An organization has given San Diego's air quality a grade of "F," but one government agency disagrees with the rating.
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The Port of San Diego contributes to city's failing grade, from diesel-burning ships to trucks that move goods on and off those ships. But the number one contributor to unclean air is the cars on the road.
"The emission from the cars gets cooked by the sun and they turn into ozone," said Debra Kelley, who is with the American Lung Association.
It produces gases that burn the delicate tissues in the lungs.
In a new report released by the American Lung Association, San Diego was ranked the seventh worst in the country when it comes to air quality. Los Angeles was ranked number one.
"Here in California, air pollution kills more people than breast cancer," said Kelley.
The American Lung Association said San Diego's air quality can create health conditions like asthma, or worsen existing illnesses.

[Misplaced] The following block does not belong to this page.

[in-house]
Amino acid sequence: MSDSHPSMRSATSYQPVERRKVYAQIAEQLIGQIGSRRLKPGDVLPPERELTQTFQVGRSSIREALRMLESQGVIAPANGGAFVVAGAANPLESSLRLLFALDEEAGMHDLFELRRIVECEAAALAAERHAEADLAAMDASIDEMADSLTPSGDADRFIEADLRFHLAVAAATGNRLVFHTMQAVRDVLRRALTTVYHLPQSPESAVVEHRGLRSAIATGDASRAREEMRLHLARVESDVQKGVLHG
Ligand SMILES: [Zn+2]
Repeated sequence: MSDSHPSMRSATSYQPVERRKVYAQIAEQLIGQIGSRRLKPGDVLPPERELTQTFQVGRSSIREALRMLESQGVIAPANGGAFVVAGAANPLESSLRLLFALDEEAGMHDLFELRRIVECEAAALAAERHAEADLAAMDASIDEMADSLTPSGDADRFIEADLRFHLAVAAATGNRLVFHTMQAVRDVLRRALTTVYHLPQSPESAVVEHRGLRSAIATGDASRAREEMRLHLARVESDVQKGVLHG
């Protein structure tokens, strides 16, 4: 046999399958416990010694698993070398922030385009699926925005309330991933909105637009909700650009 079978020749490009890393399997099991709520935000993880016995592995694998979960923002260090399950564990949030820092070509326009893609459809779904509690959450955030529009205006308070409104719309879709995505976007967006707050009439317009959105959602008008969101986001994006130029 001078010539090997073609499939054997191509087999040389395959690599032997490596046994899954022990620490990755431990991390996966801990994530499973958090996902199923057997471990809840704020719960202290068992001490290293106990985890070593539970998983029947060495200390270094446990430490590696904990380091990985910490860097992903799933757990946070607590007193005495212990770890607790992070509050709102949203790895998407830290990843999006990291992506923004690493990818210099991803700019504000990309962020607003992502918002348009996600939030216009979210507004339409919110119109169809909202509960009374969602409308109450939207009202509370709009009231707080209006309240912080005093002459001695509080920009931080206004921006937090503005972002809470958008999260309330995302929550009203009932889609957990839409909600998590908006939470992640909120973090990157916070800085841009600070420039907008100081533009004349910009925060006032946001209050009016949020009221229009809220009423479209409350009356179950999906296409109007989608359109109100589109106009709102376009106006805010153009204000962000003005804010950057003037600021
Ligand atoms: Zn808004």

Carey Poindexter said he cannot leave the house on days when the air is really bad.
"Each time you take a breath, it feels like you're breathing through a straw," he said.
The 10-year-old carries a bag of medicine with him at all times to prevent an asthma attack.
"This bag here is filled with my medication that I take every day," he said. "I take seven medications every day."
Despite flunking standards set by the American Lung Association, one government agency says the air in San Diego is just fine.
The San Diego County Air Pollution Control District calls grading used by the American Lung Association "unscientific" and told 10News it would give San Diego a "B" following tough standards set by the Environmental Protection Agency in 2008.
Even the American Lung Association agrees the air is getting better in San Diego, mainly because people are driver greener cars like hybrids.
Some improvements also come from part of the port, where ships can now plug into electricity off the city's grid.
The American Lung Association said the military contributes to air pollution in the Port of San Diego.
Even without pollution from Los Angeles and Mexico, the American Lung Association said San Diego would fail its standards.
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